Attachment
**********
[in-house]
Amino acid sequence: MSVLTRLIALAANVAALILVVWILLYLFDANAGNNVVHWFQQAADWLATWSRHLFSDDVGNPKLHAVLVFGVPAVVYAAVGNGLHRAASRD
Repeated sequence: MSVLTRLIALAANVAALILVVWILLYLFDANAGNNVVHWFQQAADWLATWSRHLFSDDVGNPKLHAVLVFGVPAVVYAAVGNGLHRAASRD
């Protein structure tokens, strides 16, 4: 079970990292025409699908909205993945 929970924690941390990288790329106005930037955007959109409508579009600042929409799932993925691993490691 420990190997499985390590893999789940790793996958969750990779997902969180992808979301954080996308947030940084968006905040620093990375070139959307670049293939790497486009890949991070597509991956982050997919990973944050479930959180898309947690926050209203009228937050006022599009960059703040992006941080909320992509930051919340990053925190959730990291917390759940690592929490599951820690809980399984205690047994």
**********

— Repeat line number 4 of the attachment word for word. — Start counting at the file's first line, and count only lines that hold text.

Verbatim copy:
């Protein structure tokens, strides 16, 4: 079970990292025409699908909205993945 929970924690941390990288790329106005930037955007959109409508579009600042929409799932993925691993490691 420990190997499985390590893999789940790793996958969750990779997902969180992808979301954080996308947030940084968006905040620093990375070139959307670049293939790497486009890949991070597509991956982050997919990973944050479930959180898309947690926050209203009228937050006022599009960059703040992006941080909320992509930051919340990053925190959730990291917390759940690592929490599951820690809980399984205690047994």